Dear Auntie Alfa,

I’ve been seeing this dude for a year and the relationship seems to be going nowhere. I know I want to be with him, and when I asked him if he liked me, he said yes, but then pretty much everything else that happens counters that statement. We’ve seen each other twice in the last two months. I suggested we went to a (socially distanced) concert to hang out, and when we couldn’t get tickets, the hanging out part was dead in the water. 

What should I do about this passive rejection?


Bored in Datingland

Dear Bored,

What a bummer.

I know it’s not a very formal opening, but the truth is that dating someone and having it be a bust is objectively a bummer. It’s even more of a bummer when they say they like you and then proceed to act in a way opposite to that statement—but you know this, and you don’t need me to repeat it. 

Let’s get on with the reason why we’re here, then. 

I’m going to very briefly suggest talking to him, simply because he is saying he likes you, and I think points should be given for that. I don’t believe that’s a statement people tend to say lightly, and so if he’s saying it, then there’s probably something there. However, I do not know the circumstances in which he said it, and what he was feeling at that moment. Perhaps he felt he had to. Perhaps he felt lonely. Perhaps he thought it would just be forgotten. 

Perhaps he genuinely felt it at the time, and then simply proceeded to not feel it anymore. Feelings, sadly, have a knack for working that way. And sometimes it’s a bummer.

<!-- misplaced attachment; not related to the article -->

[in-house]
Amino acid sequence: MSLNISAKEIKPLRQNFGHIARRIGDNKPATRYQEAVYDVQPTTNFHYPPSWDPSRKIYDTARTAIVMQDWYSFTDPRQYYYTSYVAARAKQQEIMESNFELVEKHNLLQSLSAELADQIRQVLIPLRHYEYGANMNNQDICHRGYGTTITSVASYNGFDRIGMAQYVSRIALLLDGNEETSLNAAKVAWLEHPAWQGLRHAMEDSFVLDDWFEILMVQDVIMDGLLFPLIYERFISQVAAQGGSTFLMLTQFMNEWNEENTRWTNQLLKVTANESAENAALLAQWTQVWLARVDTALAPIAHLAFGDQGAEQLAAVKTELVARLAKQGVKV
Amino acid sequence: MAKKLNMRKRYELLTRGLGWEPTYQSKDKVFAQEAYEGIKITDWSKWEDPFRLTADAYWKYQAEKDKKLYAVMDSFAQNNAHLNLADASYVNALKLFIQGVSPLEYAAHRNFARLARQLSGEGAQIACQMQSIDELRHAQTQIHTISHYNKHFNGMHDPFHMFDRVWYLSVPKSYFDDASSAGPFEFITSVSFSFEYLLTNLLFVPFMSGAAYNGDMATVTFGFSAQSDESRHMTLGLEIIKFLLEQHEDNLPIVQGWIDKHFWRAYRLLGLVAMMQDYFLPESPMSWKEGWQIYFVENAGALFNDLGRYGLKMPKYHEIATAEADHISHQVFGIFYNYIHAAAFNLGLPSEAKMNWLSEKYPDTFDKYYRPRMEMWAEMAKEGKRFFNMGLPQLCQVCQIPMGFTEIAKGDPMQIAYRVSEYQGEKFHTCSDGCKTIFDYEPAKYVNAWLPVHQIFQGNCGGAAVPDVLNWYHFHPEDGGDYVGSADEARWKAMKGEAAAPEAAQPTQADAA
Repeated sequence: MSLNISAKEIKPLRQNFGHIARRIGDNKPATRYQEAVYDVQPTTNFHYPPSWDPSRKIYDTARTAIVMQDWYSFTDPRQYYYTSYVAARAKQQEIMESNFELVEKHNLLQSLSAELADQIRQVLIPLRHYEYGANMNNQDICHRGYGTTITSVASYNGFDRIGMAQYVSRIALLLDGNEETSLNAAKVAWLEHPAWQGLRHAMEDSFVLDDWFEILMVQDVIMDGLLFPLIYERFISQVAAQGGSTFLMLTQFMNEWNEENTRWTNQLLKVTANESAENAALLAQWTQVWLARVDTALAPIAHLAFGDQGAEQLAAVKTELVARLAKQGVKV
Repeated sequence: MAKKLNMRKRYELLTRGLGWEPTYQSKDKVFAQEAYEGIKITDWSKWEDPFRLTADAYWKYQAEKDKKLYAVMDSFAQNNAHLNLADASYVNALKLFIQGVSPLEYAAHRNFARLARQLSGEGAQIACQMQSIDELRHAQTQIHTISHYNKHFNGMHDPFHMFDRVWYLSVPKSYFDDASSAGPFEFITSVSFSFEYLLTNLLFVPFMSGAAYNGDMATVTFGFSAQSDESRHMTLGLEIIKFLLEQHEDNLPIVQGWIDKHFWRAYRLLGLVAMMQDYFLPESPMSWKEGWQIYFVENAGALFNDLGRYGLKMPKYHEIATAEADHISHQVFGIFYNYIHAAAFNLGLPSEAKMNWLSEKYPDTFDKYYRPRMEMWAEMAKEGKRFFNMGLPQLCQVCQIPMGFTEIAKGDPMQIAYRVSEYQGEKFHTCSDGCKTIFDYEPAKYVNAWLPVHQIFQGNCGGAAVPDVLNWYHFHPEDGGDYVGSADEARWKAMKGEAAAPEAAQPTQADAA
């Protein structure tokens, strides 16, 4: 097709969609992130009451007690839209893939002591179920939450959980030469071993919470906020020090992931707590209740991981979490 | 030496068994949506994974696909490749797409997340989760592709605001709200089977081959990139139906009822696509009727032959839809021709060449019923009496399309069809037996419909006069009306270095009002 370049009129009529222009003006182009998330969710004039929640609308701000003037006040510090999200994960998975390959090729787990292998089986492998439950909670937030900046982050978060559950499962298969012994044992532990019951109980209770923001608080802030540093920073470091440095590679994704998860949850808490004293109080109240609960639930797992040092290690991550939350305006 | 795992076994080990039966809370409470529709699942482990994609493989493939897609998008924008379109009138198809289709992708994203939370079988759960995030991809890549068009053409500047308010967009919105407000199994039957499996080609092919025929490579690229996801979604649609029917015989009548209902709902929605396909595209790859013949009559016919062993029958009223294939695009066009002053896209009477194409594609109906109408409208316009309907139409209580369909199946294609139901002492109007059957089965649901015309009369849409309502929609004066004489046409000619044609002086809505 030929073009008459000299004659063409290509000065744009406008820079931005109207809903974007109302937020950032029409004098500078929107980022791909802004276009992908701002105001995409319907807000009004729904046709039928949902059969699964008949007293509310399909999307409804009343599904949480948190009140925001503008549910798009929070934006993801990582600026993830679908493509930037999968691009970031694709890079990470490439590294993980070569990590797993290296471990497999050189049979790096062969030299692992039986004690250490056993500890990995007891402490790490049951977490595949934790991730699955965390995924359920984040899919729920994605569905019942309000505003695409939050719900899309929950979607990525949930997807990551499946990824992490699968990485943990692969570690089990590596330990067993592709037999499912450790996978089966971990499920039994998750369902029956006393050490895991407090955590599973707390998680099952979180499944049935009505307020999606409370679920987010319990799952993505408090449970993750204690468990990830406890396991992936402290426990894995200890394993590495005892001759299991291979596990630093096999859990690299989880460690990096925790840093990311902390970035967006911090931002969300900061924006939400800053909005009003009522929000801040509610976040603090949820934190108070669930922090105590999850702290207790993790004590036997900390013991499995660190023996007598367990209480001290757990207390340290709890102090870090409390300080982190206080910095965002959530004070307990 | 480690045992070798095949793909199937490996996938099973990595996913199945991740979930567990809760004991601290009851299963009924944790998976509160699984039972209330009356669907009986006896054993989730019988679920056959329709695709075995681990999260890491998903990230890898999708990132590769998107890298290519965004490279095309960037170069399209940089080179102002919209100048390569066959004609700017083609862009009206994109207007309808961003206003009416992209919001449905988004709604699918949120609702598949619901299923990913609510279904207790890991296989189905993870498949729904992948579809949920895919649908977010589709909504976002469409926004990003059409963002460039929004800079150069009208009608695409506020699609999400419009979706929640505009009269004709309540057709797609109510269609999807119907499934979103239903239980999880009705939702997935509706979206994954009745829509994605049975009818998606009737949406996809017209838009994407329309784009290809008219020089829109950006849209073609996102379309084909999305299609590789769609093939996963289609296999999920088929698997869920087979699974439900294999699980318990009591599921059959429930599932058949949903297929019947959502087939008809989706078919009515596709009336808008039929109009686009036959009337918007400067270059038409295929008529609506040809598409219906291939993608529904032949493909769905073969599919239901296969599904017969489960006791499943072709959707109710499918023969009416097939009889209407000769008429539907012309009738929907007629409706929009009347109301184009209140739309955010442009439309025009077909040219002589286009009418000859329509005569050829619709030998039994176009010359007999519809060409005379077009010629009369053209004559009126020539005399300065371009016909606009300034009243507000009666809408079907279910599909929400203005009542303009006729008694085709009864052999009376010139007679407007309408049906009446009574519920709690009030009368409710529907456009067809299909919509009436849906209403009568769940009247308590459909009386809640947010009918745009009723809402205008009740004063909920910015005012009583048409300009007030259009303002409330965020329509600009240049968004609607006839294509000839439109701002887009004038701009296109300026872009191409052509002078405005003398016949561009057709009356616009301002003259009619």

With that out of the way, I will follow with the advice I truly believe to be closest to my heart. This is advice you will not like or find useful right now. This is advice you will not want to read and that might even piss you off a bit. But bear with me, forget everything I said, and come back to this letter in 4 to 6 months. 

When people like you, when someone chooses you, they make time to see you. Against all odds. Against the nastiest of schedules. Sure, there are times that are busier than others, we all have obligations. But there’s a limit. 

What you’re feeling right now is a mixture of sadness, because it didn’t work; anger, because he couldn’t be bothered to be straight forward; crushed expectations, because you chose to hope and those hopes didn’t pan out, and maybe, perhaps… a bit of hurt pride, as you gave everything you had to offer and somehow, it was not enough. It was not right.

You are enough. You are right. You just weren’t right for him.

However, what’s most important, he wasn’t right for you either.

You may think he is right now—after all, you still want to see him, you still want to get back with him. But no matter how great he is, how much he makes you laugh, how great the sex is—someone who doesn’t want you is someone who, by definition, is not enough. And this not wanting has nothing to do with who you are as a person. Think about your best friends, for example. You’ve met many people in your life, I’m sure, but how many do you consider your best friends? And these people, these best friends, I’m positive they have many amazing qualities, but they’re not the only amazing people in your life. They’re simply the ones you feel drawn to. It’s nobody’s fault—sometimes that spark is there, and sometimes it simply isn’t. And sometimes it is—but it’s one-sided. 

Does that hurt? You betcha. But you don’t really want someone who doesn’t want you, do you? You don’t want to convince someone to be with you—you want them to choose it freely, out of all the options in the world, with a smile on their face. Don’t you?

So you see, it’s quite easy. It’s impossibly hard—but also, quite easy. 

Lick your wounds, my dear. Get some ice cream, cry it out, hang with your friends. The most beautiful thing is that the ache does dull with time. 

‘Til the next time, friend,


Auntie Alfa